After surrounding the villages at dawn, the militias stormed in, armed with machetes and firearms. As Reuters later reported, the “gunmen left the charred bodies of women and children smoldering in their homes.”
The attack on two villages in central Mali in March, in which 170 people were reportedly killed, was shocking enough to generate international headlines. But beyond the grisly details were its seemingly stark ethnic dimensions. The militias were made up of members of the Dogon ethnic group, which is primarily pastoralist. The victims in the two villages were mostly members of the Fulani ethnic group, semi-nomadic herders who are mainly Muslim and had been accused by the militias of supporting Islamist extremists operating in the area.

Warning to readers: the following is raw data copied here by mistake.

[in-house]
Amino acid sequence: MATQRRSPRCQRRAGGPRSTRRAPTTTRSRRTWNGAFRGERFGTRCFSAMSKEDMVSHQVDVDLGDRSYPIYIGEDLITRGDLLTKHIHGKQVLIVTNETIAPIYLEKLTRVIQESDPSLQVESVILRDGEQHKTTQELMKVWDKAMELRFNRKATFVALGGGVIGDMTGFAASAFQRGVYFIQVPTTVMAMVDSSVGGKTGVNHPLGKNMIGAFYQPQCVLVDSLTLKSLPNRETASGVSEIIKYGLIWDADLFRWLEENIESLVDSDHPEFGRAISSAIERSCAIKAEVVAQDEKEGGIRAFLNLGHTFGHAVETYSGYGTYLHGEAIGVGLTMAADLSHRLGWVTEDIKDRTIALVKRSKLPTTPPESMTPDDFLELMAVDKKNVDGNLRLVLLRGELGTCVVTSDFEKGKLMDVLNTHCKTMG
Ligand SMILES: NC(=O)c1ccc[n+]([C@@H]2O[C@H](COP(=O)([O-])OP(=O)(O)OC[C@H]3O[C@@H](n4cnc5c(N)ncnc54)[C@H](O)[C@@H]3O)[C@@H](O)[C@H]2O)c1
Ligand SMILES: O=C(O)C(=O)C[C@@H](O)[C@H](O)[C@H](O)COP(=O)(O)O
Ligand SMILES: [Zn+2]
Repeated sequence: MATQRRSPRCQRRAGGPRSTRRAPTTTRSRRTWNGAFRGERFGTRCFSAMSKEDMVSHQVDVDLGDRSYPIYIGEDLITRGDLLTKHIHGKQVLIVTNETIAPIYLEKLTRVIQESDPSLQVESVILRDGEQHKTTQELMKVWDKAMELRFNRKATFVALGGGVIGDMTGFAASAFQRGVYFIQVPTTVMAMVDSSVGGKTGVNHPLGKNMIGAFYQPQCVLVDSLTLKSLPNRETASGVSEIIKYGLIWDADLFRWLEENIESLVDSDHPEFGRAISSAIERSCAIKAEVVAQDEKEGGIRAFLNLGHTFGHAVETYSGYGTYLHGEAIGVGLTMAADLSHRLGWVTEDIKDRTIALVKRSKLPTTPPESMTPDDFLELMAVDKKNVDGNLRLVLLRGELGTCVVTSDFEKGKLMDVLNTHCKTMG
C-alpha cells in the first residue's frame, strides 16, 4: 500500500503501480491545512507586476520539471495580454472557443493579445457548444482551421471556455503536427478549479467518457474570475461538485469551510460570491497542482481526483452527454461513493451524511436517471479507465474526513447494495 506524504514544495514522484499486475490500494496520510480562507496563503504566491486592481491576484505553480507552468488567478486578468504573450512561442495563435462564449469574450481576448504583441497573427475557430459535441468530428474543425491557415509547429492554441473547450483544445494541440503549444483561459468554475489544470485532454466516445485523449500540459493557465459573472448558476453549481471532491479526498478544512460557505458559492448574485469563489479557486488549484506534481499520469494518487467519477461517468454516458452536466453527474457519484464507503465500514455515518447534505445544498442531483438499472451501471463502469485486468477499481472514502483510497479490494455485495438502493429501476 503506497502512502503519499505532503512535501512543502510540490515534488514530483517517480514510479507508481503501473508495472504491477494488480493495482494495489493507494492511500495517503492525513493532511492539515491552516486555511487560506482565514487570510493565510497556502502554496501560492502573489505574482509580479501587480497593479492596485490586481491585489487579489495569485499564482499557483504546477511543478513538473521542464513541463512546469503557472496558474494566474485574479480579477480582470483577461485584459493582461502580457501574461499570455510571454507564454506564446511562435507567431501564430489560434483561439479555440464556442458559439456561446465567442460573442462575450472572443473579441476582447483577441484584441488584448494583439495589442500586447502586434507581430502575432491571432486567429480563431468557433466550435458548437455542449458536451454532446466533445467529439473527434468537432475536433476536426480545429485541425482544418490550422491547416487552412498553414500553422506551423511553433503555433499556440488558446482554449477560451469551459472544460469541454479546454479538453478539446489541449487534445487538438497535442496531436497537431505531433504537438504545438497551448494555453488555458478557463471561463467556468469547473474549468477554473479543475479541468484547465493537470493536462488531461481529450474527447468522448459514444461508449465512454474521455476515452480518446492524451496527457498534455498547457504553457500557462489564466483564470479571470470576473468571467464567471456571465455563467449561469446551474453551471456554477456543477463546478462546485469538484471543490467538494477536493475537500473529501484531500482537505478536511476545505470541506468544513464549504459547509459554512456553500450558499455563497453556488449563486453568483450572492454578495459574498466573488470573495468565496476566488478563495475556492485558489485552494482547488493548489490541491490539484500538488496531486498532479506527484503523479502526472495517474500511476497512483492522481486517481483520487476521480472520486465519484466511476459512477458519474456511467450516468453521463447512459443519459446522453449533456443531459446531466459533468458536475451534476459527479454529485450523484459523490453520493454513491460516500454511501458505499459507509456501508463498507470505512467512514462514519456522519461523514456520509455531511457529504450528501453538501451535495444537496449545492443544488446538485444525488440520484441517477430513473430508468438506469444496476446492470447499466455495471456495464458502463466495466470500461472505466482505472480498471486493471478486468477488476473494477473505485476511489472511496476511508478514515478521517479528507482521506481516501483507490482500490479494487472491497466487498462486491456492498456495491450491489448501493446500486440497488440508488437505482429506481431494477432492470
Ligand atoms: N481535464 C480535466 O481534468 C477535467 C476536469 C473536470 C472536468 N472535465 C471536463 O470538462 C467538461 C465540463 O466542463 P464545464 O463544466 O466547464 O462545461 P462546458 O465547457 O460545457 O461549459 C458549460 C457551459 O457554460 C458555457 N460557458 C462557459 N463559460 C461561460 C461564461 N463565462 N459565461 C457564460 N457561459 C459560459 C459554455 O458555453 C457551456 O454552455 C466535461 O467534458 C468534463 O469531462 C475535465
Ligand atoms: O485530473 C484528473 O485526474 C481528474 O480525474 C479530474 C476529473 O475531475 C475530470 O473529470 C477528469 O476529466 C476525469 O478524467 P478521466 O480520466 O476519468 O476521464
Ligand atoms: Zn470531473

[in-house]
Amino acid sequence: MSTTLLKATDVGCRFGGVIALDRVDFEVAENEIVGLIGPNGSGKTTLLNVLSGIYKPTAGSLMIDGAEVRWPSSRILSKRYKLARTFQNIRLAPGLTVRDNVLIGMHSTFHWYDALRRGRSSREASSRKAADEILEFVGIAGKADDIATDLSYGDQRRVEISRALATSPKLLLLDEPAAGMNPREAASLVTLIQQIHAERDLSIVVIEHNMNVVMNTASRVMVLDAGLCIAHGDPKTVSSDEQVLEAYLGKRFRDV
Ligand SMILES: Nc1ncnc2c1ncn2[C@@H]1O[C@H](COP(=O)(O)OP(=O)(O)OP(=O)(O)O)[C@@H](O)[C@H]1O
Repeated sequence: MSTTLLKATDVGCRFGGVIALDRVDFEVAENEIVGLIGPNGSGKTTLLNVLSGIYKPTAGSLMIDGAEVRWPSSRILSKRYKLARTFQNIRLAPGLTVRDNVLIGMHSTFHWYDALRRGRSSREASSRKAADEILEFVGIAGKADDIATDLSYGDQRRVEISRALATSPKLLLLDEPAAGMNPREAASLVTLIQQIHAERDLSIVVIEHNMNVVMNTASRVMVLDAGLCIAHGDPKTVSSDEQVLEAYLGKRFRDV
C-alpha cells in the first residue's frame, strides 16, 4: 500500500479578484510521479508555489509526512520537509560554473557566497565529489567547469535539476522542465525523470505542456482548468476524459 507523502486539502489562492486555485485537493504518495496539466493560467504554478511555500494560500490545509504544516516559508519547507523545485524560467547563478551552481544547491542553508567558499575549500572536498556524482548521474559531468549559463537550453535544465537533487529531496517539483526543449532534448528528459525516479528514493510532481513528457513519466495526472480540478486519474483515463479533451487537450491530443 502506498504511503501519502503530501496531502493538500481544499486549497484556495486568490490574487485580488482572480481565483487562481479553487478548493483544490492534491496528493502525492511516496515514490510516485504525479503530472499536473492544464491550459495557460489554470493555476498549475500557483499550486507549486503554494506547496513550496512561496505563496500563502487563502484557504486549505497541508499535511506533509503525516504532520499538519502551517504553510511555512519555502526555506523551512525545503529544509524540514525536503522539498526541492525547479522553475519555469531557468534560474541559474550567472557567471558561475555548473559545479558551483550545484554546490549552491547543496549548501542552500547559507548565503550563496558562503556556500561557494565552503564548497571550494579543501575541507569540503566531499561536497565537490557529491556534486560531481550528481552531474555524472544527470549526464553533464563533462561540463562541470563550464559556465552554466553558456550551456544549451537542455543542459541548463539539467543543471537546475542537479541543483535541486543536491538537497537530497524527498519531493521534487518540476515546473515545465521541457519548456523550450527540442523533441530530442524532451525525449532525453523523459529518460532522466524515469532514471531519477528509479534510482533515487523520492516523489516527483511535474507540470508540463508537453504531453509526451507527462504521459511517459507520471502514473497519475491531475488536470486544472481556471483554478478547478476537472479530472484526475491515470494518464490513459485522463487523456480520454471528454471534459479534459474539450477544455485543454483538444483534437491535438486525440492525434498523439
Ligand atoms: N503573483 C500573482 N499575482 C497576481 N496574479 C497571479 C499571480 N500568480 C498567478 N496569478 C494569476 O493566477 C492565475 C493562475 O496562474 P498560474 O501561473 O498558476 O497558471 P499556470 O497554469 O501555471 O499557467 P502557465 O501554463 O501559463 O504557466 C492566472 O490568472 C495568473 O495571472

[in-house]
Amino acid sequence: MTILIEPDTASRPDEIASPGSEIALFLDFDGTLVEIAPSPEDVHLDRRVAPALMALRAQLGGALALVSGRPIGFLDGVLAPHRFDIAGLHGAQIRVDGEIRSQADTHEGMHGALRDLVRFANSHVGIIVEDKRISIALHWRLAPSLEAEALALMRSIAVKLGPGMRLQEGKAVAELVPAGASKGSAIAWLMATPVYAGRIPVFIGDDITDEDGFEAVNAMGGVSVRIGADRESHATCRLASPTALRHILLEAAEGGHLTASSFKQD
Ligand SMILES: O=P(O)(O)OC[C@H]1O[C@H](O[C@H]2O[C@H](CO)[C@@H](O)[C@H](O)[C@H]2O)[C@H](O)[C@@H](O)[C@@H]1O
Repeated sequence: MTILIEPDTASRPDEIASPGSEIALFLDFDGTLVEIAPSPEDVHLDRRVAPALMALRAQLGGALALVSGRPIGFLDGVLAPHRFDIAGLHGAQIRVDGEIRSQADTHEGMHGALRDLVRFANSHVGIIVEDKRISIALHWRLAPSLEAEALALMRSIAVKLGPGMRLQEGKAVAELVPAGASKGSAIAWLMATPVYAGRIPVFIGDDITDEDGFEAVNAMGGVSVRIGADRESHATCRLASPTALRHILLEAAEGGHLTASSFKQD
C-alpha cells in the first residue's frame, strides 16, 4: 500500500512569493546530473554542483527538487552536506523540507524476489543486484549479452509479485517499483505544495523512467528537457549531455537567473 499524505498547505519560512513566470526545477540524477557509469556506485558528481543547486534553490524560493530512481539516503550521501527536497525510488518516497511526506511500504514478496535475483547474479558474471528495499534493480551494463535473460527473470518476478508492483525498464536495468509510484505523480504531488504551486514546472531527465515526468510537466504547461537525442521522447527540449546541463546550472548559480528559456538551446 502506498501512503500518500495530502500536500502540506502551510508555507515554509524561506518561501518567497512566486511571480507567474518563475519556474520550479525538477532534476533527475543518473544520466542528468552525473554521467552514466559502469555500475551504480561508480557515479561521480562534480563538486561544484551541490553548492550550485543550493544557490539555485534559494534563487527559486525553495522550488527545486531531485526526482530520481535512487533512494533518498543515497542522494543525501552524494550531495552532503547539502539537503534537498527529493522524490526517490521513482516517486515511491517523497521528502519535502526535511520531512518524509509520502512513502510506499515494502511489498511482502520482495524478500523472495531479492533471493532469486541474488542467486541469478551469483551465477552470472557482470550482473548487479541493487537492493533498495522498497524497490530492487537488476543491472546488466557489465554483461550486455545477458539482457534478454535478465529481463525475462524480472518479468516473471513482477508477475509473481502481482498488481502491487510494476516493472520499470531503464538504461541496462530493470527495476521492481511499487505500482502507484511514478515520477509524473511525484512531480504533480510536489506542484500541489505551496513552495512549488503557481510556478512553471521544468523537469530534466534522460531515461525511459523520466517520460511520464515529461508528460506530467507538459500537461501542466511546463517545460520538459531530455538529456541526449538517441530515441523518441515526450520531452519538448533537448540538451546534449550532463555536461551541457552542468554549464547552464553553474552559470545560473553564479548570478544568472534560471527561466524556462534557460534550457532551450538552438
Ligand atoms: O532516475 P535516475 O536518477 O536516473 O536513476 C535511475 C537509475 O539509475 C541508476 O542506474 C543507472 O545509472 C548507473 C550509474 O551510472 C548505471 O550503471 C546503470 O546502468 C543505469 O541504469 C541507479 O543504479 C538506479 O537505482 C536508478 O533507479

This kind of violence involving communal militias, which are also often referred to as ethnic militias or “identity militias,” is increasingly common not only in Mali but in other parts of sub-Saharan Africa, from Nigeria to Ethiopia. Yet with a few exceptions like the March attack, this bloodshed fails to register outside the region, where most attention focuses on the destabilizing effects of terrorism perpetrated by Salafi-jihadi groups that Western countries have vowed to defeat.